Future Florida Gambling Could Be Up To Voters

Florida lawmakers couldn't agree on a gambling bill, so any future expansion of gambling could be determined by voters if 60 percent approve a proposed constitutional amendment in November. The Seminole Tribe had hoped lawmakers would extend the compact giving it exclusive rights to blackjack (l.) in return for $300 million a year.

Future Florida Gambling Could Be Up To Voters

Negotiations between Florida House and Senate lawmakers over a gambling bill fell apart on the last day of the session, March 9. That could have been state legislators’ last chance to have input on gambling issues, because if 60 percent of voters approve a proposed constitutional amendment in November, voters will have to approve any future gambling laws. That means voters would determine the legality of fantasy sports, pre-reveal games, greyhound racing and the expansion of slot machines.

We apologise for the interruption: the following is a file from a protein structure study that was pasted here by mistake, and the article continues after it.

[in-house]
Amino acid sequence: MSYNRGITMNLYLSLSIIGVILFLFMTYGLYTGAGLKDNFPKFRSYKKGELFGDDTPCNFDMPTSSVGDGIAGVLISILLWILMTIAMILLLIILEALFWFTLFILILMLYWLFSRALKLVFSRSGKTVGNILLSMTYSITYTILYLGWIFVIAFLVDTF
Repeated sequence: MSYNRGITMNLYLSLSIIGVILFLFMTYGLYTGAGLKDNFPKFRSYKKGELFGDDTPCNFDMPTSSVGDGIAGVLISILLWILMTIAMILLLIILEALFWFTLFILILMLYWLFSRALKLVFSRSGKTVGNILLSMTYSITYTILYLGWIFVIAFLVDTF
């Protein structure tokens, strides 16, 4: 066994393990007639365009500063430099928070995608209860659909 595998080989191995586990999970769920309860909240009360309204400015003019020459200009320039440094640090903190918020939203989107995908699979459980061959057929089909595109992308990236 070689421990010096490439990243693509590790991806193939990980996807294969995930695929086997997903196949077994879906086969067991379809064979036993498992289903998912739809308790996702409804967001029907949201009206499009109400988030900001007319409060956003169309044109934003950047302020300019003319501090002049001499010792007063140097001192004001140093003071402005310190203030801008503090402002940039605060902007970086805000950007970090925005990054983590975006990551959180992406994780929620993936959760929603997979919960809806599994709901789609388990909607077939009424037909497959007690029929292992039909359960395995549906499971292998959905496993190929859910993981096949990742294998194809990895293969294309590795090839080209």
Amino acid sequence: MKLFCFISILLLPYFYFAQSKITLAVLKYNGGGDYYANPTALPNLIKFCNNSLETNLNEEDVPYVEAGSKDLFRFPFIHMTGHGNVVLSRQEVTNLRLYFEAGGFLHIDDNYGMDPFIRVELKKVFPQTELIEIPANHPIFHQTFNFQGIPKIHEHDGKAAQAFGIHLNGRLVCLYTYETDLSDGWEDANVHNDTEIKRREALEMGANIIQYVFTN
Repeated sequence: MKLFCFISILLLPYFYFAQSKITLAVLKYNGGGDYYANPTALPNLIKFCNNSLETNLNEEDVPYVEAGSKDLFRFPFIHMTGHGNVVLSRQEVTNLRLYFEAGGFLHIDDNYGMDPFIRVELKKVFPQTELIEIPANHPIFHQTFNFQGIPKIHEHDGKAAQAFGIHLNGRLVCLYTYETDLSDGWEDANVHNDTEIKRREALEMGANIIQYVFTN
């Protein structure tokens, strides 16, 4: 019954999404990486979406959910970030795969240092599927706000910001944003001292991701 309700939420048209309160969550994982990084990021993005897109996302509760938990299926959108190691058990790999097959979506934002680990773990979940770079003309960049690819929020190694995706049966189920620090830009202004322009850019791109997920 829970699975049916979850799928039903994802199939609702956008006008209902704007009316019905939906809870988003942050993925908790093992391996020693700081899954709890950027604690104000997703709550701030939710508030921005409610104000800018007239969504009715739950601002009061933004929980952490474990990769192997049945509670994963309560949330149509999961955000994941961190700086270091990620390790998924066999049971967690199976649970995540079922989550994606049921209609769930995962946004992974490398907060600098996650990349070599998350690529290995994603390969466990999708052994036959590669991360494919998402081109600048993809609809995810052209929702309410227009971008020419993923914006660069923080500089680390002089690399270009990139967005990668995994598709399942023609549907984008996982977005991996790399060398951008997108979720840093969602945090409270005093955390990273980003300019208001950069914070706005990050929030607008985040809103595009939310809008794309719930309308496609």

The failed legislation would have renewed the state’s compact with the Seminole Tribe of Florida, which pays the state $300 million a year for the exclusive right to offer blackjack and other games. Barry Richard, who represents the tribe, said the Seminoles had hoped lawmakers would preserve the tribe’s exclusivity in any gaming deal.

“Beyond that, I think it’s just a matter of whether or not the legislature proposes a deal that makes sense to the tribe. They would be able to make the same deal with the tribe that they could have made before, except they can’t expand gaming outside of the tribal lands,” Richard said.

The current Seminole Compact extends to 2030. The proposed voter amendment, if it passes, would not affect any future deal with the tribe.